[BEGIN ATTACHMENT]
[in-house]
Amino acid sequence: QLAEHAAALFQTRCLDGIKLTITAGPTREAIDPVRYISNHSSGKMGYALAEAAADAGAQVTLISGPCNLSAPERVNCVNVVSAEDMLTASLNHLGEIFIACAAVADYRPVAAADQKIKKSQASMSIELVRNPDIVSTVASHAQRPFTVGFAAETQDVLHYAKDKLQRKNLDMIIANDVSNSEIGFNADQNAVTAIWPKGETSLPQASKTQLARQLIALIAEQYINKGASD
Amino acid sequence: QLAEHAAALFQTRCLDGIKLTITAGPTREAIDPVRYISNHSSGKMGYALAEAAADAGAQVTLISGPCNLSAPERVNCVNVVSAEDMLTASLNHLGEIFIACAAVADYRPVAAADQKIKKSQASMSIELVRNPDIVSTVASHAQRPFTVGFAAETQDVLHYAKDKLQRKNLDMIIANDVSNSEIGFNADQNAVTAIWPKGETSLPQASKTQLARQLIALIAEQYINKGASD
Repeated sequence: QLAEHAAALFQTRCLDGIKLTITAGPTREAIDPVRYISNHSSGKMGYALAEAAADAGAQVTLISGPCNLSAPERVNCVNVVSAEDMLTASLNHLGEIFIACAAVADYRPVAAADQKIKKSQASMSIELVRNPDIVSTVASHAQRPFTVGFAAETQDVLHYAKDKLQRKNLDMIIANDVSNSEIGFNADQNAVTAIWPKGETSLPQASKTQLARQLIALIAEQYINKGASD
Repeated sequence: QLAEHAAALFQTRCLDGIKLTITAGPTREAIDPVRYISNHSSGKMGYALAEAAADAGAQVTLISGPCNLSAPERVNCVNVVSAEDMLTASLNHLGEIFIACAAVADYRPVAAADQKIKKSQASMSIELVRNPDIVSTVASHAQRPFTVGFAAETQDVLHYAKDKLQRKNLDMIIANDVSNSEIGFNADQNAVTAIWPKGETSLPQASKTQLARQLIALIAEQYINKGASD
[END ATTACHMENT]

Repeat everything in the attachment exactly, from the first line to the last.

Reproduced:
[in-house]
Amino acid sequence: QLAEHAAALFQTRCLDGIKLTITAGPTREAIDPVRYISNHSSGKMGYALAEAAADAGAQVTLISGPCNLSAPERVNCVNVVSAEDMLTASLNHLGEIFIACAAVADYRPVAAADQKIKKSQASMSIELVRNPDIVSTVASHAQRPFTVGFAAETQDVLHYAKDKLQRKNLDMIIANDVSNSEIGFNADQNAVTAIWPKGETSLPQASKTQLARQLIALIAEQYINKGASD
Amino acid sequence: QLAEHAAALFQTRCLDGIKLTITAGPTREAIDPVRYISNHSSGKMGYALAEAAADAGAQVTLISGPCNLSAPERVNCVNVVSAEDMLTASLNHLGEIFIACAAVADYRPVAAADQKIKKSQASMSIELVRNPDIVSTVASHAQRPFTVGFAAETQDVLHYAKDKLQRKNLDMIIANDVSNSEIGFNADQNAVTAIWPKGETSLPQASKTQLARQLIALIAEQYINKGASD
Repeated sequence: QLAEHAAALFQTRCLDGIKLTITAGPTREAIDPVRYISNHSSGKMGYALAEAAADAGAQVTLISGPCNLSAPERVNCVNVVSAEDMLTASLNHLGEIFIACAAVADYRPVAAADQKIKKSQASMSIELVRNPDIVSTVASHAQRPFTVGFAAETQDVLHYAKDKLQRKNLDMIIANDVSNSEIGFNADQNAVTAIWPKGETSLPQASKTQLARQLIALIAEQYINKGASD
Repeated sequence: QLAEHAAALFQTRCLDGIKLTITAGPTREAIDPVRYISNHSSGKMGYALAEAAADAGAQVTLISGPCNLSAPERVNCVNVVSAEDMLTASLNHLGEIFIACAAVADYRPVAAADQKIKKSQASMSIELVRNPDIVSTVASHAQRPFTVGFAAETQDVLHYAKDKLQRKNLDMIIANDVSNSEIGFNADQNAVTAIWPKGETSLPQASKTQLARQLIALIAEQYINKGASD